Democratic voters have an edge in the early turnout ahead of the Jan. 5 runoffs pitting Sen. Kelly Loeffler (R) against the Rev. Raphael Warnock (D), and Sen. David Perdue (R) against challenger Jon Ossoff (D), a Washington Post analysis of Georgia voter data shows. But Republicans are closing the gap, and the current Democratic lead is slightly smaller than it was at this point in the general election.

Read the full story

By: Michelle Ye Hee Lee, Haisten Willis and Lenny Bronner

8:45 AM: A frustrated Trump redoubles efforts to overturn election result

President Trump has intensified efforts to overturn the election, raising the prospect of a series of radical measures in recent days, including military intervention, seizing voting machines and a 13th-hour appeal to the Supreme Court.

On Sunday, Trump said in a radio interview that he had spoken with Sen.-elect Tommy Tuberville (R-Ala.) about challenging the electoral vote count when the House and Senate convene on Jan. 6 to formally affirm President-elect Joe Biden’s victory.

“He’s so excited,” Trump said of Tuberville. “He said, ‘You made me the most popular politician in the United States.’ He said, ‘I can’t believe it.’ He’s great. Great senator.”

Tuberville’s campaign did not respond to a request for comment on Trump’s statement, which the president made in an interview with Rudolph W. Giuliani, his personal lawyer, on New York’s WABC radio station.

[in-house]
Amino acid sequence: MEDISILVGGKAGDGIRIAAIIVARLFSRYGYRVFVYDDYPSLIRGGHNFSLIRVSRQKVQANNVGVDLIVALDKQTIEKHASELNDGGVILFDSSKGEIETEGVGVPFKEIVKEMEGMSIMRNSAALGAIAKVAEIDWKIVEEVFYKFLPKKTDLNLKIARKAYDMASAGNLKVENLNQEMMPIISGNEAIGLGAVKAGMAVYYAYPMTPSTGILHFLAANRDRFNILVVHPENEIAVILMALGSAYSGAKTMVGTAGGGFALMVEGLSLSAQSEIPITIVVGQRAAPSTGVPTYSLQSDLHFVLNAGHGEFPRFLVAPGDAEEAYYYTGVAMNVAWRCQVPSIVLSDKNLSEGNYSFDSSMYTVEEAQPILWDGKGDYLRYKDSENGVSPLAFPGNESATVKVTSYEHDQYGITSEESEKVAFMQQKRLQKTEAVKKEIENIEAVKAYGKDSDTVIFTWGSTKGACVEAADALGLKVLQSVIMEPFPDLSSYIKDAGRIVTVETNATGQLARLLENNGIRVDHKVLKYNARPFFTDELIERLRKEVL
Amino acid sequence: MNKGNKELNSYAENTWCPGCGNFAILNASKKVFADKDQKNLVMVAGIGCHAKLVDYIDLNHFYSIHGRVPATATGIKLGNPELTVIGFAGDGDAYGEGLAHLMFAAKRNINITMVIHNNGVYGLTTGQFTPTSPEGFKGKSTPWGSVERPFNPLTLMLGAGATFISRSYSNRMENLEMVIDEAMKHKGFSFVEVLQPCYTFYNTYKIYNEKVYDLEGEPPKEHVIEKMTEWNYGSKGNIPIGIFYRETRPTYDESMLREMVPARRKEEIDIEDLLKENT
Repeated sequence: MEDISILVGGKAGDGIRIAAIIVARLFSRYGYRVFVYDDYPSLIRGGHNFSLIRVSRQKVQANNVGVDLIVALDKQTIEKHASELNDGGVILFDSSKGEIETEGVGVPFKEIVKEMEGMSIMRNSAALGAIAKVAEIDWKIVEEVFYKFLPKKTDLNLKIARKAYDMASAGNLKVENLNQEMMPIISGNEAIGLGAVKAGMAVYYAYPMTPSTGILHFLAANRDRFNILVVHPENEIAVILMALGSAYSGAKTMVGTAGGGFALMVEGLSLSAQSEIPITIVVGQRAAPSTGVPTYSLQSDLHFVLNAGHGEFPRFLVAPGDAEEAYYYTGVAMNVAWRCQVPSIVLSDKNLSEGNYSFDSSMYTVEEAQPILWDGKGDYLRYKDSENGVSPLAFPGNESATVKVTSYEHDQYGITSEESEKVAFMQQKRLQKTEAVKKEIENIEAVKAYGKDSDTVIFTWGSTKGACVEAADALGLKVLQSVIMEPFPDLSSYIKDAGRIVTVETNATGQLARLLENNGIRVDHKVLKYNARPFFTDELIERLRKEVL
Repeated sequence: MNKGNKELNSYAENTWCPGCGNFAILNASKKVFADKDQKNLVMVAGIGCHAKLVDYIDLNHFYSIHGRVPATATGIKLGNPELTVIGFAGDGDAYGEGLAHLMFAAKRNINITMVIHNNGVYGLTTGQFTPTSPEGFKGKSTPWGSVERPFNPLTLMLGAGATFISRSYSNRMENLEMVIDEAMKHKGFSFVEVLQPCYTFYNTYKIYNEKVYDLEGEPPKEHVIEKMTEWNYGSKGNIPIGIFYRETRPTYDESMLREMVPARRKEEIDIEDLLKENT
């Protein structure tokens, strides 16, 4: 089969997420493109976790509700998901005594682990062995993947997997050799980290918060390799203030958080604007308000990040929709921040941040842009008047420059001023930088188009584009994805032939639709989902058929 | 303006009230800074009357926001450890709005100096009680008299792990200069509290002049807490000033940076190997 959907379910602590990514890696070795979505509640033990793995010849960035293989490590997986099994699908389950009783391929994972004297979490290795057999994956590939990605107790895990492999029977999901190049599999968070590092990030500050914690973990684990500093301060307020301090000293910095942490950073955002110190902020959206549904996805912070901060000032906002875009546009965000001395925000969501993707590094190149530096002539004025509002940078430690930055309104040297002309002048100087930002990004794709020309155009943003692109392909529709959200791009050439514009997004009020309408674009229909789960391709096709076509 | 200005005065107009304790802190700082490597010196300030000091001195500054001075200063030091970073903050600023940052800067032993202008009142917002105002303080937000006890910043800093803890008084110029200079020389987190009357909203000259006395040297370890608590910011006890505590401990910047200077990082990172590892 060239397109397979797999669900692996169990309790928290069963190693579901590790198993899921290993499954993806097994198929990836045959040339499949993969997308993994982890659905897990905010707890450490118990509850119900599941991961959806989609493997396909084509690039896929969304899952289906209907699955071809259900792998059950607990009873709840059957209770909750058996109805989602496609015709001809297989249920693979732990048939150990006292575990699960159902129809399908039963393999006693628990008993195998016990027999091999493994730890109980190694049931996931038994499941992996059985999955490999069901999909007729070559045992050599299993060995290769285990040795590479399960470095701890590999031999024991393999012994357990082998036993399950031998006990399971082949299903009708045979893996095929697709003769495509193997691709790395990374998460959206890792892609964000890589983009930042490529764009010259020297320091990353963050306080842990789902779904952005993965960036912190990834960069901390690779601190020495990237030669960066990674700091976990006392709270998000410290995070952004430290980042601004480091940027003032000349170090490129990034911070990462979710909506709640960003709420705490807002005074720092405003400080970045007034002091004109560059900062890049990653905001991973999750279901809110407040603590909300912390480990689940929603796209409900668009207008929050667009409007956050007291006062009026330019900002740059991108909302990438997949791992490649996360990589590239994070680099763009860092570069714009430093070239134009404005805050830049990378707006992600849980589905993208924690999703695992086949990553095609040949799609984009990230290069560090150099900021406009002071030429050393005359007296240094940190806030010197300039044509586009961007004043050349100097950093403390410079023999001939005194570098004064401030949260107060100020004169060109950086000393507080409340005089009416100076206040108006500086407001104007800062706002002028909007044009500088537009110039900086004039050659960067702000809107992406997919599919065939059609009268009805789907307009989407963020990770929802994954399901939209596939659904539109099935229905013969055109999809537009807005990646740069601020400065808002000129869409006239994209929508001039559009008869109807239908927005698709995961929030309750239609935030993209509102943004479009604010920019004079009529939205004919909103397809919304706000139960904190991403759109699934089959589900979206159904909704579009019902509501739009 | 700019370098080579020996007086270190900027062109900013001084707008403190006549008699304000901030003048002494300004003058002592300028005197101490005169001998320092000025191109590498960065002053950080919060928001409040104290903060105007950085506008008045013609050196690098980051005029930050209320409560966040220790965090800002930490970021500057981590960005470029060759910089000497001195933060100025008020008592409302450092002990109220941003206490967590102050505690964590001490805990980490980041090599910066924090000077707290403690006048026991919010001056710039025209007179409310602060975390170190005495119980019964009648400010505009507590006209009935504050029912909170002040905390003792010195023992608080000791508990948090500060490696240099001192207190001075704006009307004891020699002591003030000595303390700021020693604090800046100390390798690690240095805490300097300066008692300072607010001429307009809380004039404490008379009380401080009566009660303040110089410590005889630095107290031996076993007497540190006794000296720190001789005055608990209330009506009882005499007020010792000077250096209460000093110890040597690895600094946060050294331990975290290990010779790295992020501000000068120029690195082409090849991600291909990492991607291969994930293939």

Read the full story

By: Felicia Sonmez, Josh Dawsey, Dan Lamothe and Matt Zapotosky

8:43 AM: How Trump drove the lie that the election was stolen, undermining voter trust in the outcome

Elena Parent, a Democratic state lawmaker from the Atlanta area, listened incredulously in a small hearing room in early December as a stream of witnesses spun fantastical tales of alleged election fraud before the Georgia Senate’s Judiciary Committee.

A retired Army colonel claimed the state’s voting machines were controlled by Communists from Venezuela. A volunteer lawyer with President Trump’s campaign shared surveillance video that she said showed election workers in Atlanta counting “suitcases” of phony ballots that swung Georgia’s election to former vice president Joe Biden. The president’s personal lawyer, Rudolph W. Giuliani, told the panel: “Every single vote should be taken away from Biden.”

“Since this has been debunked repeatedly, what evidence can you give to us that counters what our elections officials presented us with only an hour ago?” Parent asked one of the witnesses, her voice rising in exasperation. When she tried to ask a follow-up question, the Republican committee chairman cut her off.

Her questions — and the fact that the claims were misleading, unsubstantiated or just plain false — did little to keep the rumors in check. It didn’t matter that state and local election officials had explained what was in the video and conducted a hand recount to show that the machines were not rigged. It didn’t matter that multiple news outlets detailed, over and over, that there was no evidence of widespread fraud. It didn’t matter that, amid a global pandemic and massive demand for mail ballots, a system under historic strain in fact held up decisively.

Read the full story

By: Amy Gardner

Continue Reading